Although “no two days are the same,” her main responsibilities include helping organize conservation-based training programs for the community in support of groundwater conservation districts.
“One of the great things this program is able to provide is access to industry experts within AgriLife to provide hands-on water conservation training programs for the community,” Robertson said.
Forming connections with people in the ag community is a big part of Robertson’s role at TWRI. As a self-identified “bookie,” Robertson feels most comfortable working with on the technical side of things.
“Don’t laugh, but I really think my superpower is doing the boring stuff,” she said. “I spend as much time as I can reading up on the latest policies and research. It helps my work because I’ve sifted through so much information and then can share ways that conserving water can benefit landowners or producers.”
Robertson never pictured winding up in a career centered around building personal relationships. She describes it as both the most rewarding and challenging aspect of her job.
Robertson’s upbringing helped her understand the needs of the community and shaped her understanding of conservation. “My grandfather works on our family property every day,” she said. “I can see the things he does, what he needs, and what would help him, and it really is what gave me the passion to find ways to do that with other people.”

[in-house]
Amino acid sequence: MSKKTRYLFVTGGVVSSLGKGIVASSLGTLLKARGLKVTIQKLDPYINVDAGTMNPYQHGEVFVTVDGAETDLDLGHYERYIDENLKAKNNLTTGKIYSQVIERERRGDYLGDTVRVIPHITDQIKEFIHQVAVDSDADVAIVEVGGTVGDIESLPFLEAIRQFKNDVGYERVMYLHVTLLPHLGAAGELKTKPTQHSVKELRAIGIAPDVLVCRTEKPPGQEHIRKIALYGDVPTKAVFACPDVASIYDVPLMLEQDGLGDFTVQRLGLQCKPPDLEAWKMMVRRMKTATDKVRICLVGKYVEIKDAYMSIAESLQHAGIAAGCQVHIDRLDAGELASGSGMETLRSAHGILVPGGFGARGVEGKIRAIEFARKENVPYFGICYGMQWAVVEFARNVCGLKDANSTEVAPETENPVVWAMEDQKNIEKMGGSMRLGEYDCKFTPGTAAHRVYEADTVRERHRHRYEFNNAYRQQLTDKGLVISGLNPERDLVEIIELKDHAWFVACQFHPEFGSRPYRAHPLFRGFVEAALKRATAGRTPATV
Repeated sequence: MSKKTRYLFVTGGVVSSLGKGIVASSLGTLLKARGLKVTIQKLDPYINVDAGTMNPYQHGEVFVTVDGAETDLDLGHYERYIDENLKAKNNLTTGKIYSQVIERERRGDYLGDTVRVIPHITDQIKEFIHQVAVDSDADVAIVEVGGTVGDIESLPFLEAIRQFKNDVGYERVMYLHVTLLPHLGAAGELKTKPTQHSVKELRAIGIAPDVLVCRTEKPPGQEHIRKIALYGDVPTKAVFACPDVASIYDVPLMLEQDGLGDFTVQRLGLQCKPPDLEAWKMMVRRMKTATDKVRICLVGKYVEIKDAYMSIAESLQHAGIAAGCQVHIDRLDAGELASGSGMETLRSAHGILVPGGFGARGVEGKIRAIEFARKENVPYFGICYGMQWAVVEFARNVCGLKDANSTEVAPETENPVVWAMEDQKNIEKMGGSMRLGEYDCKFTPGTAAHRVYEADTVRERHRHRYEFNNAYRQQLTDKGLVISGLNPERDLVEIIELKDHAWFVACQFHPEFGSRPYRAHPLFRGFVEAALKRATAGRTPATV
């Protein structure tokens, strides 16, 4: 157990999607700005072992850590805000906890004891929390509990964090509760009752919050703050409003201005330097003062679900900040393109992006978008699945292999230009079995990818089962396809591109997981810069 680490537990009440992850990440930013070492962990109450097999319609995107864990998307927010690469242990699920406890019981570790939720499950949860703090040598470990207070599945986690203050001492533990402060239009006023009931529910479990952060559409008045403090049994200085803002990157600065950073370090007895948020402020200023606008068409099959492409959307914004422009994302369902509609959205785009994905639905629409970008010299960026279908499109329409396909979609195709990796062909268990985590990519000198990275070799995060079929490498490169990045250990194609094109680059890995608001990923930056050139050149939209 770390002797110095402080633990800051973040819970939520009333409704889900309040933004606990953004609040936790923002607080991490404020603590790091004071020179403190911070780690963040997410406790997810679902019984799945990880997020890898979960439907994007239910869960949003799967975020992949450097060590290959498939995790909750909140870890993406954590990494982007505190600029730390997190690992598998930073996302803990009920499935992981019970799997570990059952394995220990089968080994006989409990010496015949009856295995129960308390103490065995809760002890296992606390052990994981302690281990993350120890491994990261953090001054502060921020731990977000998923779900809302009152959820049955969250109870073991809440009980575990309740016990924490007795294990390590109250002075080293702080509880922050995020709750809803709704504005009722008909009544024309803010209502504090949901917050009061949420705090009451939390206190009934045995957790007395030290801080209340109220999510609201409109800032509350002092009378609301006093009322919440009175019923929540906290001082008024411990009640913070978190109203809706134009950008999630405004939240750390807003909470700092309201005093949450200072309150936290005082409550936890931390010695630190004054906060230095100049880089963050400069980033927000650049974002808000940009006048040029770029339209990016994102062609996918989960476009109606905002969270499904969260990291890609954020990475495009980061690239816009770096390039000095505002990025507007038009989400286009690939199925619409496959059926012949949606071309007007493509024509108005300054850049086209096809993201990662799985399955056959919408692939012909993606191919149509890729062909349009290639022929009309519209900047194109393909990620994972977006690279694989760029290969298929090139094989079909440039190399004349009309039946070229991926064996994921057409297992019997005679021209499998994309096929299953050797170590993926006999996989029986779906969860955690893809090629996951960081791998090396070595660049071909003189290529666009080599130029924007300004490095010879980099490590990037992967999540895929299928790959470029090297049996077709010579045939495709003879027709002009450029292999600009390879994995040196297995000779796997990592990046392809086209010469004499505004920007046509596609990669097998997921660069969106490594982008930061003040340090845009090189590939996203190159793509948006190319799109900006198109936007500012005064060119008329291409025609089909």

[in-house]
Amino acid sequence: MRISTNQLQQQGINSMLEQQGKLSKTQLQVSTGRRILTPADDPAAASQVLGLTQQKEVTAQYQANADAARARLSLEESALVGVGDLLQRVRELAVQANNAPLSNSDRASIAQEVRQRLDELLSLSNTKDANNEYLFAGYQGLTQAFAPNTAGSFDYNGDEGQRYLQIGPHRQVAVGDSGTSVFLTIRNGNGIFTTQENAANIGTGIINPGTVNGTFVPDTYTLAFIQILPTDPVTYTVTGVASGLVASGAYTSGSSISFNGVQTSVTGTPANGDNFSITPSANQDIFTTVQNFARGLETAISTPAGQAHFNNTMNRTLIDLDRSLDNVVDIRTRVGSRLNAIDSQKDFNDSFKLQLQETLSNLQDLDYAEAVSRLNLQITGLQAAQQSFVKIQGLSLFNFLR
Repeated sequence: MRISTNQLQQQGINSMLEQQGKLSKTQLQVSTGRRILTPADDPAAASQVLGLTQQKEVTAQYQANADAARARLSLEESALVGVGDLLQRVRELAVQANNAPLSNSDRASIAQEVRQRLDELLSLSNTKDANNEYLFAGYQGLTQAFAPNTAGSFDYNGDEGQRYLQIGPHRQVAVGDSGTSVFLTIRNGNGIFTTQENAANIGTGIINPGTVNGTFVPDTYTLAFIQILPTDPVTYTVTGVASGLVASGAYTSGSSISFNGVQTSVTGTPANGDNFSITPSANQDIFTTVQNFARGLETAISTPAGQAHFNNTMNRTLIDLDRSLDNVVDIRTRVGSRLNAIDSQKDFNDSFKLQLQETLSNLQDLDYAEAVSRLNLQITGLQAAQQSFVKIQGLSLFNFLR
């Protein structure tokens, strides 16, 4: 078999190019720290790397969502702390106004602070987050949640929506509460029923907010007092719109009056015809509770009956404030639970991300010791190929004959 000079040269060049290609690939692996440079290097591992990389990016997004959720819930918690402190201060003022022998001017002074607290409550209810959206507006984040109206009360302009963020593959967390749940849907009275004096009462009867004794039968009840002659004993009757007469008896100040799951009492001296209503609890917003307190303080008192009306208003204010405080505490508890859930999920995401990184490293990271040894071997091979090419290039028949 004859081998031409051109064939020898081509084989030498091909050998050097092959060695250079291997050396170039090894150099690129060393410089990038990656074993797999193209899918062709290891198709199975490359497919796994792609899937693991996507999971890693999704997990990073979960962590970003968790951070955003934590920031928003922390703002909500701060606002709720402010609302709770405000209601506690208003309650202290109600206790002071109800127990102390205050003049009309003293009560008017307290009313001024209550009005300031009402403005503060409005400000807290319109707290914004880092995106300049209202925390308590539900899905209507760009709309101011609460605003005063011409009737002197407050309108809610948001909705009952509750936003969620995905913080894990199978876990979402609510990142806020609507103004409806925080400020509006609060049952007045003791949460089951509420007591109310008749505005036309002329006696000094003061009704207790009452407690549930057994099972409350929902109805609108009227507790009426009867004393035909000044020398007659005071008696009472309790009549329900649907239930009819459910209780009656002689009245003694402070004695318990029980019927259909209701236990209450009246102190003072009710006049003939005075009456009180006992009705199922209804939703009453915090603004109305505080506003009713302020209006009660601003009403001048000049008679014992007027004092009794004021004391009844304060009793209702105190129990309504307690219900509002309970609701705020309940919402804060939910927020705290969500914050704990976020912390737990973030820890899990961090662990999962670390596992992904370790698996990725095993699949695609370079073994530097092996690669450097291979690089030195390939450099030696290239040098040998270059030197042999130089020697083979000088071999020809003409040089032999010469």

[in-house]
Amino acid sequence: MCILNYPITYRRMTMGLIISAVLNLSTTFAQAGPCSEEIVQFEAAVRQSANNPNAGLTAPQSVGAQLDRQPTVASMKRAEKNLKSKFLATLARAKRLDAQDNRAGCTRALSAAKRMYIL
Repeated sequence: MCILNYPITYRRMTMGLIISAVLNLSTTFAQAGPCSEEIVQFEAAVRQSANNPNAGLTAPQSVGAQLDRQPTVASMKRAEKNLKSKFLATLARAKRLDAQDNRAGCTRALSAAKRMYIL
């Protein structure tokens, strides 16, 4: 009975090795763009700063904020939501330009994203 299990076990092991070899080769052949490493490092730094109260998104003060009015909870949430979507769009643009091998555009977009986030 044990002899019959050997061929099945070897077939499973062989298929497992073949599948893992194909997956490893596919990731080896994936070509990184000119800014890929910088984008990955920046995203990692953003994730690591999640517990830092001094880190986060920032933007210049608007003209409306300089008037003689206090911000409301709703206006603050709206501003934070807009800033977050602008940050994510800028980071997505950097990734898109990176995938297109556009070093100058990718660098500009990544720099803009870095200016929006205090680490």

“Most of the decisions about our ranch are centered around doing things that will help avoid having greater difficulties in the future. Oftentimes, conservation sounds a lot like having to give something up, but I see it as something that has the potential to help you now and later.”
Most of Robertson’s programs have completely shifted to online platforms, meaning Robertson has had to adjust many of her outreach techniques to work in virtual spaces. “We have a really diverse audience and we’re trying to find ways to connect with them, which can be especially challenging when you are trying to do it through a screen.”